If you’re canning your peppers, you’ll also need a jar lifter—available for a few dollars at most grocery stores—and a boiling-water canner, which can be any big pot with a rack or towel at the bottom. Fill the pot about halfway with water, and begin heating it just before you begin filling your jars. Or you could instead use a steam canner, in which case a potholder will serve well enough in place of the jar lifter, and the heating won’t take as long, because you’ll use much less water.

Now start with seasonings. I use two small cloves of garlic and half a Mediterranean bay leaf for each pint. If you live on the West Coast and harvest native bay laurel leaves (Umbellularia californica), which have a much strong fragrance than Mediterranean bay, use a smaller bit of leaf in each jar. You might also try other spices, such as two or three black peppercorns or allspice berries per jar.

Before putting peppers into jars, I trim the stems to about ¼ inch. Then I make a short vertical slit in each pepper; this keeps it from floating. I pack each jar tightly, leaving a little more than ½ inch headspace at the top. Placing each pepper upright may waste some space but allows the stems to serve as handles for withdrawing the peppers from the jar.

Once you’ve packed the jars, make the pickling liquid. In a stainless-steel-lined saucepan, heat ½ cup each water and 5-percent vinegar along with 1 teaspoon salt for each pint jar. I prefer wine vinegar or cider vinegar over distilled. If you’re going to keep your peppers in the refrigerator, you might instead use rice vinegar, which is usually diluted to between 4.0 and 4.3 percent acid.

I always use pure, fine salt, which comes labeled as “canning and pickling salt” or sometimes, in bulk, as “sea salt.” Sea salt that isn’t white, because it contains other minerals besides sodium chloride,  is usually fine to use, too, but don’t use table salt, which has additives that could make your brine cloudy, or salt to which clay, charcoal, or other colorings or flavorings have been added. Kosher salt is a good substitute for pickling salt, but because it is coarser and therefore less dense you may want to use a little more of it.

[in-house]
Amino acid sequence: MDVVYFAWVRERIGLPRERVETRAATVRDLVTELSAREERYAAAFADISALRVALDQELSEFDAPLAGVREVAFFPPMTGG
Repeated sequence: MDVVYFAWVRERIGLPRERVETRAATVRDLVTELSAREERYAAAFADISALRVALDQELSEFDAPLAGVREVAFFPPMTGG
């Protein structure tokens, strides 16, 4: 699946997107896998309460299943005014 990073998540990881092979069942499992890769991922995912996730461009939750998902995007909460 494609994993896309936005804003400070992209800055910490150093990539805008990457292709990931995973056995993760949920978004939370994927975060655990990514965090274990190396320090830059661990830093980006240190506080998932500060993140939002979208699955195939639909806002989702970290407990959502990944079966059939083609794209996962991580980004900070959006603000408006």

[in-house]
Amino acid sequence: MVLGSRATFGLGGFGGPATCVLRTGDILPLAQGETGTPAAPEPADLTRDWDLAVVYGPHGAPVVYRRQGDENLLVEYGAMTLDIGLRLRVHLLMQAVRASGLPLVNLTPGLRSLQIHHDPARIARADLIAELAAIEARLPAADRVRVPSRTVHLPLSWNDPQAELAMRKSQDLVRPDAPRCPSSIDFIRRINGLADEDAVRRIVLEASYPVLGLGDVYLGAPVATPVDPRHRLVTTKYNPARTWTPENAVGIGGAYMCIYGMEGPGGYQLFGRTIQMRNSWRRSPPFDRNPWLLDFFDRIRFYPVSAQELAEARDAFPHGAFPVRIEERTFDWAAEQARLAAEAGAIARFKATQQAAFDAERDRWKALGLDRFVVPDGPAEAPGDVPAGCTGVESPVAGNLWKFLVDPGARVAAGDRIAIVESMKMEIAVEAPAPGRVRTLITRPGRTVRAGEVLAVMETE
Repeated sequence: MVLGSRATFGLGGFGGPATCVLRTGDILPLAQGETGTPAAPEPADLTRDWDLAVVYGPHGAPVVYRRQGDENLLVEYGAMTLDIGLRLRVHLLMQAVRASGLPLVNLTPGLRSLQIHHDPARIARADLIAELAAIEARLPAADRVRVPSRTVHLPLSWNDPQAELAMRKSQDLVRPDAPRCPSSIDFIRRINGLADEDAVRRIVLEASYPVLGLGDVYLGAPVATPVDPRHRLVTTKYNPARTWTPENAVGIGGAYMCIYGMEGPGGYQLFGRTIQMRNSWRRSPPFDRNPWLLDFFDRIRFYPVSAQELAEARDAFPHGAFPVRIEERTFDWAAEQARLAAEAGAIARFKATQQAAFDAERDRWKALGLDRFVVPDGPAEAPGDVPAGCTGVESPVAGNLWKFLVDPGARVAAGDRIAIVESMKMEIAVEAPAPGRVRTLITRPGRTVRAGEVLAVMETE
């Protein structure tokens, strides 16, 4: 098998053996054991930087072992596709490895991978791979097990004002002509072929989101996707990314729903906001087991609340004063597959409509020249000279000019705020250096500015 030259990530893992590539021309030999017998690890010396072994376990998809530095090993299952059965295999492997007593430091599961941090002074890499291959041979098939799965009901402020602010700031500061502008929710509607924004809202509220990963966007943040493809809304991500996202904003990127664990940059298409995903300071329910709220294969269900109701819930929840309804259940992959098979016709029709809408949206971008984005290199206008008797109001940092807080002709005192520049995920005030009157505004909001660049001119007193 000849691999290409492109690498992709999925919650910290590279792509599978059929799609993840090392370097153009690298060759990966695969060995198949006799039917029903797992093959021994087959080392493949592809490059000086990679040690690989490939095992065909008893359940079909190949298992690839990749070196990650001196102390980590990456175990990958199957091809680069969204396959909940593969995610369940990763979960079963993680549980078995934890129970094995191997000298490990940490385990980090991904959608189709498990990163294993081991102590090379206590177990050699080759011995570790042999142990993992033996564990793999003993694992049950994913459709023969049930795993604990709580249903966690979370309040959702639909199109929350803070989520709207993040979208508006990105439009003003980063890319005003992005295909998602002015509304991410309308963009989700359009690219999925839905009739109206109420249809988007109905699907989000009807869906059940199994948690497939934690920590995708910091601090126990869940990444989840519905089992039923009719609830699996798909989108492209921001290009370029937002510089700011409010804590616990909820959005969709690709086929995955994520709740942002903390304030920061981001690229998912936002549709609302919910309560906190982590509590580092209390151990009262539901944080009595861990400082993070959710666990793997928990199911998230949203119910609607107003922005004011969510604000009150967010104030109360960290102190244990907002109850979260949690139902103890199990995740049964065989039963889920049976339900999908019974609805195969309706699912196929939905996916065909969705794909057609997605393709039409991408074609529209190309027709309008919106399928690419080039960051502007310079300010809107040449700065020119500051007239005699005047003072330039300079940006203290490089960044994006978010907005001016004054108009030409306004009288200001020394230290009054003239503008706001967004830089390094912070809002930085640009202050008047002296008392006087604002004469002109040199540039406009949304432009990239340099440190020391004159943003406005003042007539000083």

If you like a little sweetness to balance the sharpness of a pickle, add a little honey or sugar to the liquid in the pan.

Bring the liquid to a boil, and then pour it over the peppers in the jars. Wait while the peppers take in liquid through their slits, and then add more liquid to the jars as needed, keeping the headspace of slightly more than ½ inch. Now add 1 tablespoon olive oil to each jar. The oil will coat each pepper deliciously as it’s withdrawn from the jar.

If you’re not canning your pickled peppers, just close the jar tightly, and you’re done. Let the jar cool, and then store it in the refrigerator.

If you are canning your peppers, make sure you haven’t dripped any oil on the jar rims; a film of oil could keep the lids from sealing. Clean any oil from the rims with a paper towel dipped in vinegar.

A mason jar cap has two parts: a flat lid, replaced with each use, and a metal ring that holds the lid in place. The flat lids don’t need to be boiled or even soaked in hot water. Just wash them lightly before you put them on the jars and screw on the rings.